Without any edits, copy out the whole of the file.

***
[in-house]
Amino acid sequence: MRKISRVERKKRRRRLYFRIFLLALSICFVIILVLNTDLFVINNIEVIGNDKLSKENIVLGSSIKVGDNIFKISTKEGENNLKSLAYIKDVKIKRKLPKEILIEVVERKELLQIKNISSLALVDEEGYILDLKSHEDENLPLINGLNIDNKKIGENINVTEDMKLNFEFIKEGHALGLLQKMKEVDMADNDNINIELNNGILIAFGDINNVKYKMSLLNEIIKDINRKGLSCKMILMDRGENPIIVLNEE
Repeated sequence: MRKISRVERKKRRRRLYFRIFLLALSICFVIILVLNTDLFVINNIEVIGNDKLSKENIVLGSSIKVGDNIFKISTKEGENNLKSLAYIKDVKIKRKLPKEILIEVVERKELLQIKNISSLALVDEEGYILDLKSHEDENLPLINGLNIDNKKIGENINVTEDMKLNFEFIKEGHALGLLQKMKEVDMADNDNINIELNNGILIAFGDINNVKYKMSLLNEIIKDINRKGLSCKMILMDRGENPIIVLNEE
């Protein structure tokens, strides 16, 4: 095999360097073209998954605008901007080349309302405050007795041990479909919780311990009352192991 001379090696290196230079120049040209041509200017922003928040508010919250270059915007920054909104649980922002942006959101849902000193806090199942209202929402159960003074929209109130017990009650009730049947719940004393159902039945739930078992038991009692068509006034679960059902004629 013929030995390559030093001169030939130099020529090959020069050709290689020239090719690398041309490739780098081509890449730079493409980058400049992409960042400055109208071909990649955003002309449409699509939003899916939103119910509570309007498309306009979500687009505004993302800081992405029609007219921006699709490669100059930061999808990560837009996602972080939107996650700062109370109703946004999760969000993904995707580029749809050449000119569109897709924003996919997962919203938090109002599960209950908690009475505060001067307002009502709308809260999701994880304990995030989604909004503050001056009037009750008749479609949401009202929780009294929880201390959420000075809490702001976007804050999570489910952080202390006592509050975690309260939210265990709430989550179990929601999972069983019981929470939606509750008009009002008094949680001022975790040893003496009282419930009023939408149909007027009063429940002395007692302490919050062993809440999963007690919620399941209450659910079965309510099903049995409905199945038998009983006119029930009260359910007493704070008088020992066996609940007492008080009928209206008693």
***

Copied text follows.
[in-house]
Amino acid sequence: MRKISRVERKKRRRRLYFRIFLLALSICFVIILVLNTDLFVINNIEVIGNDKLSKENIVLGSSIKVGDNIFKISTKEGENNLKSLAYIKDVKIKRKLPKEILIEVVERKELLQIKNISSLALVDEEGYILDLKSHEDENLPLINGLNIDNKKIGENINVTEDMKLNFEFIKEGHALGLLQKMKEVDMADNDNINIELNNGILIAFGDINNVKYKMSLLNEIIKDINRKGLSCKMILMDRGENPIIVLNEE
Repeated sequence: MRKISRVERKKRRRRLYFRIFLLALSICFVIILVLNTDLFVINNIEVIGNDKLSKENIVLGSSIKVGDNIFKISTKEGENNLKSLAYIKDVKIKRKLPKEILIEVVERKELLQIKNISSLALVDEEGYILDLKSHEDENLPLINGLNIDNKKIGENINVTEDMKLNFEFIKEGHALGLLQKMKEVDMADNDNINIELNNGILIAFGDINNVKYKMSLLNEIIKDINRKGLSCKMILMDRGENPIIVLNEE
């Protein structure tokens, strides 16, 4: 095999360097073209998954605008901007080349309302405050007795041990479909919780311990009352192991 001379090696290196230079120049040209041509200017922003928040508010919250270059915007920054909104649980922002942006959101849902000193806090199942209202929402159960003074929209109130017990009650009730049947719940004393159902039945739930078992038991009692068509006034679960059902004629 013929030995390559030093001169030939130099020529090959020069050709290689020239090719690398041309490739780098081509890449730079493409980058400049992409960042400055109208071909990649955003002309449409699509939003899916939103119910509570309007498309306009979500687009505004993302800081992405029609007219921006699709490669100059930061999808990560837009996602972080939107996650700062109370109703946004999760969000993904995707580029749809050449000119569109897709924003996919997962919203938090109002599960209950908690009475505060001067307002009502709308809260999701994880304990995030989604909004503050001056009037009750008749479609949401009202929780009294929880201390959420000075809490702001976007804050999570489910952080202390006592509050975690309260939210265990709430989550179990929601999972069983019981929470939606509750008009009002008094949680001022975790040893003496009282419930009023939408149909007027009063429940002395007692302490919050062993809440999963007690919620399941209450659910079965309510099903049995409905199945038998009983006119029930009260359910007493704070008088020992066996609940007492008080009928209206008693």